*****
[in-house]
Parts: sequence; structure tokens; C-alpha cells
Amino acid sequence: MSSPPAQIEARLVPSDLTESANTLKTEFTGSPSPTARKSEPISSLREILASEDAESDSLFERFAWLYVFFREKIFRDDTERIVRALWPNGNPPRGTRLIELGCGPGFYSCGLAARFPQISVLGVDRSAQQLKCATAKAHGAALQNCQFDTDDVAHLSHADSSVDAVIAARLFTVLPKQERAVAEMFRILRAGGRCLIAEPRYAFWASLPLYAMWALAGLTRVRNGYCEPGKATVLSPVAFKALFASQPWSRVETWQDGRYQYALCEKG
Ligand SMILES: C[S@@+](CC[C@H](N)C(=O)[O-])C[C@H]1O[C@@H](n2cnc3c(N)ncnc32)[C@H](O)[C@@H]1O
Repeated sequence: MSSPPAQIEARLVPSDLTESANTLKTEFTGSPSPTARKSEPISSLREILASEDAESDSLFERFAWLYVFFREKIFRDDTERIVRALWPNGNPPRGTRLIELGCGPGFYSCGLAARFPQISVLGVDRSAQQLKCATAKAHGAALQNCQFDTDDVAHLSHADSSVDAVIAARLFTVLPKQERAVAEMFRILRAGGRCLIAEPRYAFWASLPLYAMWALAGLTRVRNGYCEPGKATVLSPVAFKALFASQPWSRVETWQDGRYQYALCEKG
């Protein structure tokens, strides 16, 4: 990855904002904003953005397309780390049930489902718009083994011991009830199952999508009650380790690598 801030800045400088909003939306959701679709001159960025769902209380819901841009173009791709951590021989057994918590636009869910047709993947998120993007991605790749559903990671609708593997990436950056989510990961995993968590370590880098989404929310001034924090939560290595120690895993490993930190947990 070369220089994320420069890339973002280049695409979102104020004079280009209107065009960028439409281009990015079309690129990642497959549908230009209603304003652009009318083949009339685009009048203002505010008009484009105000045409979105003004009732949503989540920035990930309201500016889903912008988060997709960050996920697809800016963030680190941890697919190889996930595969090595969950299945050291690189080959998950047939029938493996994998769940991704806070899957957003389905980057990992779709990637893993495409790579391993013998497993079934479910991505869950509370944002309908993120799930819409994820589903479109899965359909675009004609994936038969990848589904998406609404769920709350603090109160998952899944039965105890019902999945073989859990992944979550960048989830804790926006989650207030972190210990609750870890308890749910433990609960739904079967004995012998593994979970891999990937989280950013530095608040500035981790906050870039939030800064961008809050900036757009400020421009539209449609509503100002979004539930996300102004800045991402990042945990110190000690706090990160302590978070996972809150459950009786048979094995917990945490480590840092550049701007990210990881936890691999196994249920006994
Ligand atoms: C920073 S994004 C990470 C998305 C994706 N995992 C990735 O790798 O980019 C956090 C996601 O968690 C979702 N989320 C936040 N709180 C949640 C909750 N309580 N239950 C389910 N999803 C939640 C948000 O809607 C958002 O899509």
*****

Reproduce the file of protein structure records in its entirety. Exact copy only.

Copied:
[in-house]
Parts: sequence; structure tokens; C-alpha cells
Amino acid sequence: MSSPPAQIEARLVPSDLTESANTLKTEFTGSPSPTARKSEPISSLREILASEDAESDSLFERFAWLYVFFREKIFRDDTERIVRALWPNGNPPRGTRLIELGCGPGFYSCGLAARFPQISVLGVDRSAQQLKCATAKAHGAALQNCQFDTDDVAHLSHADSSVDAVIAARLFTVLPKQERAVAEMFRILRAGGRCLIAEPRYAFWASLPLYAMWALAGLTRVRNGYCEPGKATVLSPVAFKALFASQPWSRVETWQDGRYQYALCEKG
Ligand SMILES: C[S@@+](CC[C@H](N)C(=O)[O-])C[C@H]1O[C@@H](n2cnc3c(N)ncnc32)[C@H](O)[C@@H]1O
Repeated sequence: MSSPPAQIEARLVPSDLTESANTLKTEFTGSPSPTARKSEPISSLREILASEDAESDSLFERFAWLYVFFREKIFRDDTERIVRALWPNGNPPRGTRLIELGCGPGFYSCGLAARFPQISVLGVDRSAQQLKCATAKAHGAALQNCQFDTDDVAHLSHADSSVDAVIAARLFTVLPKQERAVAEMFRILRAGGRCLIAEPRYAFWASLPLYAMWALAGLTRVRNGYCEPGKATVLSPVAFKALFASQPWSRVETWQDGRYQYALCEKG
């Protein structure tokens, strides 16, 4: 990855904002904003953005397309780390049930489902718009083994011991009830199952999508009650380790690598 801030800045400088909003939306959701679709001159960025769902209380819901841009173009791709951590021989057994918590636009869910047709993947998120993007991605790749559903990671609708593997990436950056989510990961995993968590370590880098989404929310001034924090939560290595120690895993490993930190947990 070369220089994320420069890339973002280049695409979102104020004079280009209107065009960028439409281009990015079309690129990642497959549908230009209603304003652009009318083949009339685009009048203002505010008009484009105000045409979105003004009732949503989540920035990930309201500016889903912008988060997709960050996920697809800016963030680190941890697919190889996930595969090595969950299945050291690189080959998950047939029938493996994998769940991704806070899957957003389905980057990992779709990637893993495409790579391993013998497993079934479910991505869950509370944002309908993120799930819409994820589903479109899965359909675009004609994936038969990848589904998406609404769920709350603090109160998952899944039965105890019902999945073989859990992944979550960048989830804790926006989650207030972190210990609750870890308890749910433990609960739904079967004995012998593994979970891999990937989280950013530095608040500035981790906050870039939030800064961008809050900036757009400020421009539209449609509503100002979004539930996300102004800045991402990042945990110190000690706090990160302590978070996972809150459950009786048979094995917990945490480590840092550049701007990210990881936890691999196994249920006994
Ligand atoms: C920073 S994004 C990470 C998305 C994706 N995992 C990735 O790798 O980019 C956090 C996601 O968690 C979702 N989320 C936040 N709180 C949640 C909750 N309580 N239950 C389910 N999803 C939640 C948000 O809607 C958002 O899509």